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IP verification on email

Posted on 2004-09-20
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Last Modified: 2012-06-21
Hello,

I have an issue with some companies that are doing a reverse look up on email leaving my org.  If they can't find my external IP they will tag the email as SPAM.

How does this process work and what exactly are these reverse lookups looking for?

I send directly out to the internet from my exchange server which is in the inside network.

Thanks,.
Juan
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Question by:jibarra
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3 Comments
 
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Expert Comment

by:Sembee
ID: 12105808
You know how DNS works?

Enter a name (www.domain.com) and the DNS system finds that www.domain.com is on the server with the IP address 10.10.10.10.

What reverse DNS does is lookup what is on 10.10.10.10.
Depending on how strict they are will depend on whether they are just looking for something on that address, or whether it matches what your server is announcing itself as.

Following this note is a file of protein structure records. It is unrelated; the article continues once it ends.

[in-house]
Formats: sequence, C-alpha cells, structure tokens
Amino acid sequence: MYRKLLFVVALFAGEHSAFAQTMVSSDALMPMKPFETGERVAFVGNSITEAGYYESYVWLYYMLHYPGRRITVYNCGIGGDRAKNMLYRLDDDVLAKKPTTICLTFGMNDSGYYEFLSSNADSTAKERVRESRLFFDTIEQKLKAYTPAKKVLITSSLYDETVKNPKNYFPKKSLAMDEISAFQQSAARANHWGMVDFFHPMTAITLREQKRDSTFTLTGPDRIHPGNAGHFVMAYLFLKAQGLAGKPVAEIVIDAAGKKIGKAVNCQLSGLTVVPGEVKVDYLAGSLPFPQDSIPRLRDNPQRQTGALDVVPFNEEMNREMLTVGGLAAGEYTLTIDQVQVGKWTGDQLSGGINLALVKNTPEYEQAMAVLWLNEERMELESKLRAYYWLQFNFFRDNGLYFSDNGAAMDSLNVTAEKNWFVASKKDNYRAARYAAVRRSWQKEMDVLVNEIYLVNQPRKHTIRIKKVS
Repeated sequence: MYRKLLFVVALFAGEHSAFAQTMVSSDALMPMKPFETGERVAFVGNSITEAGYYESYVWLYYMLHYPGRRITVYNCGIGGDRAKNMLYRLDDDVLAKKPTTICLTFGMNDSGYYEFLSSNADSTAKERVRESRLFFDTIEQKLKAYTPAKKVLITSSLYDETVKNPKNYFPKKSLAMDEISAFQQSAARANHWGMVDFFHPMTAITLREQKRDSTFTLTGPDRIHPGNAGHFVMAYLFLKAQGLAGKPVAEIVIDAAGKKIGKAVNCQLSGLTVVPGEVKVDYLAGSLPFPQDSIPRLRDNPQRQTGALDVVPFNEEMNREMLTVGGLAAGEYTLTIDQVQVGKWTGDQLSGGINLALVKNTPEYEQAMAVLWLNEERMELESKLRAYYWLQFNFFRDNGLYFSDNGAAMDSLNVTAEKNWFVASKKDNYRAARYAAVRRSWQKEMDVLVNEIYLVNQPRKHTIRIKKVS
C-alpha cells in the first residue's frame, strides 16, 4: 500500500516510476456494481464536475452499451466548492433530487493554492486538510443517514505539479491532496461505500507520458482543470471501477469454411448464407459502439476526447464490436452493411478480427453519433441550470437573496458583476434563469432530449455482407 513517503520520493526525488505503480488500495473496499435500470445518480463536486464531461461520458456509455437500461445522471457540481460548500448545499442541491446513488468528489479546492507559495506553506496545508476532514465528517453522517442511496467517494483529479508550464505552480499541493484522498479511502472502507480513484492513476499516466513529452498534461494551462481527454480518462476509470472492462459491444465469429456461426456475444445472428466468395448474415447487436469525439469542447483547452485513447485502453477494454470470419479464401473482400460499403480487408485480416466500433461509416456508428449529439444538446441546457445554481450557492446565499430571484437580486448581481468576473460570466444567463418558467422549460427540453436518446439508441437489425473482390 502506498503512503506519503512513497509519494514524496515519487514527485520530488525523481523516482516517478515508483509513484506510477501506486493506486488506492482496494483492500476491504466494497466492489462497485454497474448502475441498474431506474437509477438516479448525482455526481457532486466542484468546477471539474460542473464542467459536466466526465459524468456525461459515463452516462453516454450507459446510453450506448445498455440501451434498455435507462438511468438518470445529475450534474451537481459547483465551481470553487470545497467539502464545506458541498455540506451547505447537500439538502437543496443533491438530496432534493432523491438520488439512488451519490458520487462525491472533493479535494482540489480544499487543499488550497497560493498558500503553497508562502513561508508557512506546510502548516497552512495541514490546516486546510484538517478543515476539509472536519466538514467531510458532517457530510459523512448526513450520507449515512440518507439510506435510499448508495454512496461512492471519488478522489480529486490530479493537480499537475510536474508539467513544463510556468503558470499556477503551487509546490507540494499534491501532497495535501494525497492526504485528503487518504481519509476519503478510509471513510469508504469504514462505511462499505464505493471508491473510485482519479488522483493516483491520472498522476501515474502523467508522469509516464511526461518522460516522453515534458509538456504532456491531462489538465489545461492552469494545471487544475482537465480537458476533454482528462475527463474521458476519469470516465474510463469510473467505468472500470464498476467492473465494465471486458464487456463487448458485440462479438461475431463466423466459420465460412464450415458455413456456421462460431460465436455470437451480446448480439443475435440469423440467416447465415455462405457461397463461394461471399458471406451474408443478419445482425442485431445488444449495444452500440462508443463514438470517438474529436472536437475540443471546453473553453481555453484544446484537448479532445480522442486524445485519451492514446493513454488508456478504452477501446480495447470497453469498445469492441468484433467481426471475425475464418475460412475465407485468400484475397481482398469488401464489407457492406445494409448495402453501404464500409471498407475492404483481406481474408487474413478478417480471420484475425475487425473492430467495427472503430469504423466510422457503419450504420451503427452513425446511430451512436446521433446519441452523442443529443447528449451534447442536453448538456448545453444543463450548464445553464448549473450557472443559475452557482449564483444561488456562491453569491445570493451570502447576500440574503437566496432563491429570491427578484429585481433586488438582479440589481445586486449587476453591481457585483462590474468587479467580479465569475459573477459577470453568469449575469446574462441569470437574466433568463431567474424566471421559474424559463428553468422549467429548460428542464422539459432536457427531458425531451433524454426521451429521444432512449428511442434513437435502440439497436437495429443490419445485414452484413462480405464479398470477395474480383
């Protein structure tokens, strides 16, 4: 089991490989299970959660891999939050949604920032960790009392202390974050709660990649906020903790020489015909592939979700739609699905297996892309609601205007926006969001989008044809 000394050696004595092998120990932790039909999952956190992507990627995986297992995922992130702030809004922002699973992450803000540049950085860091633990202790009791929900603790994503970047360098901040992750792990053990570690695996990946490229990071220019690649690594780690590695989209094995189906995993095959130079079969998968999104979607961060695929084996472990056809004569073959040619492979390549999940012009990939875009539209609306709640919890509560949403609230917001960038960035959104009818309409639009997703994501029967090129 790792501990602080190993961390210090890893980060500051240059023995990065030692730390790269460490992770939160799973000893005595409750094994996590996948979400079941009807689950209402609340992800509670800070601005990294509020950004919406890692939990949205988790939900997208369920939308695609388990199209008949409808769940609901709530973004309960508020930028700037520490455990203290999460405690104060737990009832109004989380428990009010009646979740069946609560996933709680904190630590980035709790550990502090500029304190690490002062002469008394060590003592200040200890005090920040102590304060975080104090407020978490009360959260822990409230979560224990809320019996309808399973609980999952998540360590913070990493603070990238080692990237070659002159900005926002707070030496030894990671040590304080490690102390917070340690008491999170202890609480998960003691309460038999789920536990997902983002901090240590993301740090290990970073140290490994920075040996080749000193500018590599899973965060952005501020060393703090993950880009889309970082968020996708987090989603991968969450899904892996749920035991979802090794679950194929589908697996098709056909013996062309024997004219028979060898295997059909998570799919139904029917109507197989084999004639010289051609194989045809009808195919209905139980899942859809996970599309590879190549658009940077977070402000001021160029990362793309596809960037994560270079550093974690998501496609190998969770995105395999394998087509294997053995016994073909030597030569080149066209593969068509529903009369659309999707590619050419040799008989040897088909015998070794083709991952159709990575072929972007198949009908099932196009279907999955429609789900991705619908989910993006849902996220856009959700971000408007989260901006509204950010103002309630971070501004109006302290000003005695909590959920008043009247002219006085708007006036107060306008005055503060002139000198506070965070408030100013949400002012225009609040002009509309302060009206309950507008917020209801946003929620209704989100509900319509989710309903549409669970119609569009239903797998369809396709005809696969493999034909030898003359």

Therefore if your server announces to the world as server1.domain.local but the IP address that it is coming from is mail.domain.com then that can cause problems.

You can use the tools at dnsstuff.com to see what the Internet thinks is your reverse lookup on your IP address.

How do you fix?
Your ISP needs to resolve the reverse DNS lookup, as they own the IP address. Ask them to put a reverse DNS on to your IP address.

To get Exchange to announce itself as the name that it is known as requires a change to the SMTP settings on Exchange. You haven't said which version of Exchange you are using, so I cannot really tell you where that is.

Does that help?

Simon.
0
 

Author Comment

by:jibarra
ID: 12105973
Although not an expert, I know how DNS works.  I am using Exchange 2003 on windows server 20003.
Is it a good practice to allow this reverse look up as not all domains have this problem?
Thanks,
Juan
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LVL 104

Accepted Solution

by:
Sembee earned 125 total points
ID: 12106029
It is becoming a problem so I now do it for all sites that I setup. I see no reason not to.

AOL is probably the biggest use of reverse lookups - it is failing to send to AOL that is usually the indicator of a problem. Many of the US based cable ISPs are also starting to use them.

Sometimes even having a reverse DNS lookup in place will not help. Another common practise is to block by IP range. The IP ranges used for dial up and ADSL are well known and many ISPs don't believe that you should be running a server from those. In these cases it usually means that you need an SMTP connector to send email through the ISP's SMTP server.

Simon.
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